Jul 3, 2023 - News

Highland Park looks back one year after deadly July 4 parade shooting

memorial to the dead

Flowers and cards near a spot where a mass shooting occurred during the Fourth of July parade last year. Photo: Jacek Boczarski/Anadolu Agency via Getty Images

Tuesday marks one year since a shooting at a Fourth of July parade in Highland Park left seven people dead.

Driving the news: The northern suburb will observe a moment of silence at 10:14am Tuesday, followed by a community walk down the parade route, the Tribune reports.

  • Anyone who wants to attend must register in advance, and organizers will screen attendees through metal detectors.

The big picture: The somber memorial comes as Illinois' ban on the sale of assault weapons and high-capacity magazines — introduced by Highland Park Rep. Bob Morgan and signed into law in January — is being challenged in federal court.

Zoom in: Frustration around stalled gun reform legislation has prompted one Highland Park teen to take action.

  • 18-year-old Jacob Hoyt joined Project Unloaded, which uses social media to encourage open conversations about gun safety, after witnessing the parade shooting with his high school robotics team last summer.

What they're saying: "Project Unloaded is basically saying, 'Hey, we're trying to change the culture around owning a gun,'" Hoyt told Axios. "I don't think anyone else has really tried this. And so it's worth giving it a shot."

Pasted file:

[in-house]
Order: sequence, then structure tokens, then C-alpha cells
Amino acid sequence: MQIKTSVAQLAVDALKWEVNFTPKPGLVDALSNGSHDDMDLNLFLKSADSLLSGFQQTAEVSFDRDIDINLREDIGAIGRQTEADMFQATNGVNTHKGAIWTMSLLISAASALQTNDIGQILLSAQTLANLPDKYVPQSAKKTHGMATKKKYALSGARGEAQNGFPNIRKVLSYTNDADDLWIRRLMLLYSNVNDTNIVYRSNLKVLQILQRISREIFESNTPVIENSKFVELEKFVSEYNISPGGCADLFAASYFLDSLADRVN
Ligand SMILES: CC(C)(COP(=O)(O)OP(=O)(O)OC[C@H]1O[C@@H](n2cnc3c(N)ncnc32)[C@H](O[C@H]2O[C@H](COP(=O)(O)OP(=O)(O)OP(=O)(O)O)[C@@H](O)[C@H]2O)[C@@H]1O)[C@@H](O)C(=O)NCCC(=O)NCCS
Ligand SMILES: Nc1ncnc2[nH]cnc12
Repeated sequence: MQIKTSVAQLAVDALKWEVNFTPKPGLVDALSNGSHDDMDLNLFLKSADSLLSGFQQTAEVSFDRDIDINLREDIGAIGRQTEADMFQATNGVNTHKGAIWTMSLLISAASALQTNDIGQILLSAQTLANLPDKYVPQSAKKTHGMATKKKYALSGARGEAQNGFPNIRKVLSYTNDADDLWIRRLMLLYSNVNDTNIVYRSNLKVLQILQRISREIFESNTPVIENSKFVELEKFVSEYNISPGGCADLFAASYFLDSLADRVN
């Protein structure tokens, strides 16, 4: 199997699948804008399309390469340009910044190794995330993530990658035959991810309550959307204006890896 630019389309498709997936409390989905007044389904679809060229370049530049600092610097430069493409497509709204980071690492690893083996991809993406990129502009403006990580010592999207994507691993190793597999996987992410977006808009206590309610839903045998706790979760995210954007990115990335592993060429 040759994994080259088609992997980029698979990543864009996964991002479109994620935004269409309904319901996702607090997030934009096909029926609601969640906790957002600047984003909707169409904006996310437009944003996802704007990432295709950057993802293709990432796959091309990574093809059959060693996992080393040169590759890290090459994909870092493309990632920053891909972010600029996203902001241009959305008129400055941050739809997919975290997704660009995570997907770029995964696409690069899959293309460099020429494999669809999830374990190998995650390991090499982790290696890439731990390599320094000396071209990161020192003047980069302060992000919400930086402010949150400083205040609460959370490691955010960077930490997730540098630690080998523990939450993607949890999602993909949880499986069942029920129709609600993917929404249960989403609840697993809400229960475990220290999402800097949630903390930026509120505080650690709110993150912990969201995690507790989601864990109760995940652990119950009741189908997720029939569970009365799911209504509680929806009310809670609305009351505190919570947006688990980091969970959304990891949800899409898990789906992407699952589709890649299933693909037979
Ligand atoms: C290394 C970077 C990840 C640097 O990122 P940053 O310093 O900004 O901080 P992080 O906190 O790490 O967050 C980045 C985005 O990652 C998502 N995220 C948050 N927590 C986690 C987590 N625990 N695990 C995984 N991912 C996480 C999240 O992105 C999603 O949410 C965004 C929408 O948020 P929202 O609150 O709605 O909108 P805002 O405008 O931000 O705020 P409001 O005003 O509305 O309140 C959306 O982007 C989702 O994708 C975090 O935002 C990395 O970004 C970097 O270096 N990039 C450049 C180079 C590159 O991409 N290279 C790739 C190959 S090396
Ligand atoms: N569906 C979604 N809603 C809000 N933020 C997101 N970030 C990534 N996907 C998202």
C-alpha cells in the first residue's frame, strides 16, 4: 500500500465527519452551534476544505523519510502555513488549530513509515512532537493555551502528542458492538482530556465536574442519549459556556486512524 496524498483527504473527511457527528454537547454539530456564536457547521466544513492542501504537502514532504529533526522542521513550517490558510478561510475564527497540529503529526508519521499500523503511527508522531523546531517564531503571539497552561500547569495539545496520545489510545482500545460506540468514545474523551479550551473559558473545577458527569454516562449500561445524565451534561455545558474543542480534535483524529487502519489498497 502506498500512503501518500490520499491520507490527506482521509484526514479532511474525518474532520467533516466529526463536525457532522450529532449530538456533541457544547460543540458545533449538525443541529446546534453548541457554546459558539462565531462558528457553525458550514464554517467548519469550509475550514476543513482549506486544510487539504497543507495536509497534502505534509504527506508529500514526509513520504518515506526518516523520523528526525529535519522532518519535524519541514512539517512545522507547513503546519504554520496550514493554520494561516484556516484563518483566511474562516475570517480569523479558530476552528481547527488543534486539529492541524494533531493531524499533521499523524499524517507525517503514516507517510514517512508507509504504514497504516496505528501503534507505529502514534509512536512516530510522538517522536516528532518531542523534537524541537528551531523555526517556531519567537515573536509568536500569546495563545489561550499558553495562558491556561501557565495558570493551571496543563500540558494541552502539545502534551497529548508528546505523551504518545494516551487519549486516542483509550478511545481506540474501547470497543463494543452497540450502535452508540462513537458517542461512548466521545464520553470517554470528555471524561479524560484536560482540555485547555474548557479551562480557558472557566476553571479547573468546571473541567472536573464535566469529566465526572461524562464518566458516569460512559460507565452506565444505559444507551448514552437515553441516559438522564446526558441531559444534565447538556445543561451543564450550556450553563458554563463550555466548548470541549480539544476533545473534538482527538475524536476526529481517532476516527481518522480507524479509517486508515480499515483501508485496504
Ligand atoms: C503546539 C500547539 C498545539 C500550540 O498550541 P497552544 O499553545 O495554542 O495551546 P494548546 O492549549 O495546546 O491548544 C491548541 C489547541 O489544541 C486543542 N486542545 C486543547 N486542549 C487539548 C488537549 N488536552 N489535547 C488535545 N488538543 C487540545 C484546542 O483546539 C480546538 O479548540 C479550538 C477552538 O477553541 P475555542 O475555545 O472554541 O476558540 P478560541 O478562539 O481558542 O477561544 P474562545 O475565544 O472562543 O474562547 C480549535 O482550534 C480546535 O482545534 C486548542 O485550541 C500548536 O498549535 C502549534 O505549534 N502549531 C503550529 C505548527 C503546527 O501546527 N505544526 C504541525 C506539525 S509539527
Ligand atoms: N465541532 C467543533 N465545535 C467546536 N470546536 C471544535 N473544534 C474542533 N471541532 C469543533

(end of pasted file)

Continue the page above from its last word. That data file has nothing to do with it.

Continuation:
How it works: Project Unloaded uses TikTok influencers and digital ads to get information about gun safety to teenagers, according to founder Nina Vinik.

  • Vinik says Project Unloaded is really aimed at Gen Z. "They rank gun violence as a top tier issue of concern, ahead of reproductive rights, ahead of climate change. They really feel this issue very, very personally," Vinik says of the young people they surveyed.

Zoom out: Vinik says Project Unloaded is motivated by the success of the Truth campaign about smoking. "Twenty years ago, about a quarter of U.S. teens were cigarette smokers. Today, it's less than 3%," Vinik says.

  • And they aren't just speaking to suburban teens like Jacob. Project Unloaded is developing campaigns for urban centers that have high rates of gun violence, like Chicago's West Side.
  • She points to data from the Crime Lab showing that over the last three years, an average of one mass shooting a week has occurred in Chicago proper, but it's the more affluent, predominantly white communities that get the media attention when tragedies happen.

What's ahead: The 7th U.S. Circuit Court of Appeals heard arguments Thursday from plaintiffs challenging the assault weapons ban. It's unclear when they'll make a ruling, but for now the law remains in place while the legal battle continues.


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